Monthly Archives

October 2007

Melissa

The City of Surprises

Rome is a city of surprises. It seems like every time I take a different route to school, I discover some beautiful flower, or cute little shop, or a church with, say, the head of St. John the Baptist.
Although there are means of public transportation here, they are not always the most convenient way of traveling(not to mention, they might not be up and running because of a strike), so we usually walk everywhere. And I mean everywhere. Although by the end of the day I’m usually quite exhausted and ready for bed, I am very glad of these walks because of the little surprises I encounter along the way. One day, I decided to take a different route home from the Angelicum. Although I felt a little lost at times, I happened to run across two beautiful little churches in the same small square. Since there was a wedding going on in one, I couldn’t explore it as much as I would have liked, but I did find a little side chapel that housed the head of St. John the Baptist. Not just a little relic, but the whole skull! You can imagine how surprised I was by the preciousness of what I’d stumbled across.

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Hank

Settling In

talkingMonday, October 8th arrived and along with it our first day of classes; over one month later than our peers back in St. Paul. The beginning of classes also means that after the initial, frantic excitement of arriving in Rome, we are coming down off that high to settle into a more regular routine. We are approaching the period of time in which many Catholic Studies Rome students enter a frame of mind which Sister Helen, the British Dominican who runs our program at the Angelicum, affectionately referred to as the “slough of despond”. This is not a part of studying in Rome that most people hear of from their friends – and rightfully so as it is not representative of the overall experience – but it is common for many of the students to go through each semester.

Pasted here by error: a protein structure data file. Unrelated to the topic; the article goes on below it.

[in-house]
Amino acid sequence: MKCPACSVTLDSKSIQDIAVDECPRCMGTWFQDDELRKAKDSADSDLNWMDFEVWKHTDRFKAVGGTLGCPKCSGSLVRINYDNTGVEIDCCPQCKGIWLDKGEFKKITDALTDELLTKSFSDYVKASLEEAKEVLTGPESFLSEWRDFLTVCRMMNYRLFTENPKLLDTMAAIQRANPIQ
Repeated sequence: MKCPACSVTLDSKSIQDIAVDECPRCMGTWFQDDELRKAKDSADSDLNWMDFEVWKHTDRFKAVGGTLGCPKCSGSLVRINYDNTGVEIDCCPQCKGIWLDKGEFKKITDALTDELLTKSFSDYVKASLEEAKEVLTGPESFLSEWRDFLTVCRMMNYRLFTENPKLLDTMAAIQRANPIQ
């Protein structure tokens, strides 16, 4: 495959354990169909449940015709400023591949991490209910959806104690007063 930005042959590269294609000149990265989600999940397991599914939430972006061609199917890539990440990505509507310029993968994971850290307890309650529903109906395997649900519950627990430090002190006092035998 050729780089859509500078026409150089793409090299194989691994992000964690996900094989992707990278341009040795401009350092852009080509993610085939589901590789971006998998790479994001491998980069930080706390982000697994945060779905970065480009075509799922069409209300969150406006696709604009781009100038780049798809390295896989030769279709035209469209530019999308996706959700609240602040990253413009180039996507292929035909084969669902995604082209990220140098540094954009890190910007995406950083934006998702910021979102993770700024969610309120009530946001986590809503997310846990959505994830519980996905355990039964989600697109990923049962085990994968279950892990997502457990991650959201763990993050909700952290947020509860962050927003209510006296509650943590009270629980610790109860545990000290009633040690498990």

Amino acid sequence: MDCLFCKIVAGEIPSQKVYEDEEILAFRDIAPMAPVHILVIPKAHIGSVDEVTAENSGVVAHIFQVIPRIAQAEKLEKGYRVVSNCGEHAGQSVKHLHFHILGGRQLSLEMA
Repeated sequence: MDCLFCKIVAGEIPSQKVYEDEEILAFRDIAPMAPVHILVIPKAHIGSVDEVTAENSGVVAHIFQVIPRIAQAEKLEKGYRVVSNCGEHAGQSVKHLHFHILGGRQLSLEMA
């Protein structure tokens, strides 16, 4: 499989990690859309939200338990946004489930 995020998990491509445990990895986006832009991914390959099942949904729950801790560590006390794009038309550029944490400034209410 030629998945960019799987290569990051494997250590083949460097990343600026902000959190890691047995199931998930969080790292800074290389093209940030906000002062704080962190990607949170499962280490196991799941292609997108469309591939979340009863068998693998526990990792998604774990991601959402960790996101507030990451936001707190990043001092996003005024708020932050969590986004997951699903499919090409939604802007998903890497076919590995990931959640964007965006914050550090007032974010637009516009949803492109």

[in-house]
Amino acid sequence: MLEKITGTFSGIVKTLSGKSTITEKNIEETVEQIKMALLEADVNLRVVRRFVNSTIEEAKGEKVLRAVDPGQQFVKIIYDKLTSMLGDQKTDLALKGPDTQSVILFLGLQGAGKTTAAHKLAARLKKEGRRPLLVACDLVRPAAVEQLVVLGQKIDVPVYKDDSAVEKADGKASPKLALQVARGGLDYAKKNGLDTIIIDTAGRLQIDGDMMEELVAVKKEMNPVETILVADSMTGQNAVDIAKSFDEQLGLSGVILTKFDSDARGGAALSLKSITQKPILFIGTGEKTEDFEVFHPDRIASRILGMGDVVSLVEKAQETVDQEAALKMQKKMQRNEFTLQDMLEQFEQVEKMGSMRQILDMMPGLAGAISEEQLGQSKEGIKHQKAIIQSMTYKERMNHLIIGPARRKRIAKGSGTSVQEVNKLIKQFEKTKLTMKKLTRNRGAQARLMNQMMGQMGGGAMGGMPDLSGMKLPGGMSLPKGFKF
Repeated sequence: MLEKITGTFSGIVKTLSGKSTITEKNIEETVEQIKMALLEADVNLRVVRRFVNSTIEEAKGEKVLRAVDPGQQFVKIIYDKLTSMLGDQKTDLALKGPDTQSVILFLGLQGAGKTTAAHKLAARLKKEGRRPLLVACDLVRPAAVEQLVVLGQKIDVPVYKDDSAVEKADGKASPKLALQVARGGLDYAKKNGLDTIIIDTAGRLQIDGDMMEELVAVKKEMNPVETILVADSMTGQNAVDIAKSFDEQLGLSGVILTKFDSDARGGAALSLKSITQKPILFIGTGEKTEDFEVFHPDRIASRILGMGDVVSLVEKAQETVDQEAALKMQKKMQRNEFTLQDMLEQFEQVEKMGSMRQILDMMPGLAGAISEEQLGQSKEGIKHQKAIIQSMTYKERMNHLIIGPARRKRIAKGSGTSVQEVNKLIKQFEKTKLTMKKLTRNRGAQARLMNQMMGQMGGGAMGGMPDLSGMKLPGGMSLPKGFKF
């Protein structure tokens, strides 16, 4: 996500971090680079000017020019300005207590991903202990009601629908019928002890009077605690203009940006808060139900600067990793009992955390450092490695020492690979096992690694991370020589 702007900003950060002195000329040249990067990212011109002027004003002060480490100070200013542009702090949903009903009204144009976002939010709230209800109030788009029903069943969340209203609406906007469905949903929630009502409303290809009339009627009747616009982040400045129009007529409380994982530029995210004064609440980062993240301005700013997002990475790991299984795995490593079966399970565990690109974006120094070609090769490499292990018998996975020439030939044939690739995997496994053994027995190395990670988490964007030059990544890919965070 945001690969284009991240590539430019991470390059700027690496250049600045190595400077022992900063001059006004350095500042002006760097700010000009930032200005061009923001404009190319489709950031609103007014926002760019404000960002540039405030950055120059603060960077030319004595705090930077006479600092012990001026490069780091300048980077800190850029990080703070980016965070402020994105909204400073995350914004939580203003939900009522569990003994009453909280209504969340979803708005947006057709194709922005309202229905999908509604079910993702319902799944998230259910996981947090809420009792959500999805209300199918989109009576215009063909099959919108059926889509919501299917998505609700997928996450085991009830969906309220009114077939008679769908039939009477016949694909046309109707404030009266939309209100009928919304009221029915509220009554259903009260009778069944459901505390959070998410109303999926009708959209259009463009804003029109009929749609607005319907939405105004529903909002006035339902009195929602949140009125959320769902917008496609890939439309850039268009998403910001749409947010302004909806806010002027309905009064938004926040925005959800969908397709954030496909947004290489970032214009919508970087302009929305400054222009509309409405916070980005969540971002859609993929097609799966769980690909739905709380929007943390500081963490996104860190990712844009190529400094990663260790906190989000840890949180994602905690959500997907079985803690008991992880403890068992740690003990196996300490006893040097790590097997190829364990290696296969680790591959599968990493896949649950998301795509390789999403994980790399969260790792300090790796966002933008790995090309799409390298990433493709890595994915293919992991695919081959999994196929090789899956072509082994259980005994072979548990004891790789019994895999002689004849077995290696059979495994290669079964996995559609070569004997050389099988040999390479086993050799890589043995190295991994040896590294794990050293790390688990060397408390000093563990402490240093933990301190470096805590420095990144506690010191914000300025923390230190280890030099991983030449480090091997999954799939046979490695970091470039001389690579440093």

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Melissa

Arrival: The Eternal City

archrificWe have been here in Rome only one week and two days and already it feels as if we have been here for months, even though plenty of things come up each day that show just how much of a rookie we still are at living in Rome. But perhaps I should introduce “us.” My name is Melissa Hackenmueller, and I am a junior at the University of St. Thomas, currently studying abroad in Rome, Italy. There are 25 people in my group: 11 girls and 14 guys. Dr. Martens, his wife Tabitha and son Sam also live with us students. We live in the Bernardi Residence, which is on the Tiber River across from the Italian Ministry of the Navy. For the rest of the semester we will be living together “in community,” which is a first for some of us. Although I did not know what it meant to live in community when I first arrived, I am gradually learning that it means that we will live, eat, pray, study, and have fun together, and in so doing grow in friendship so that we can support each other in our trials and rejoice in our blessings. Or something like that.

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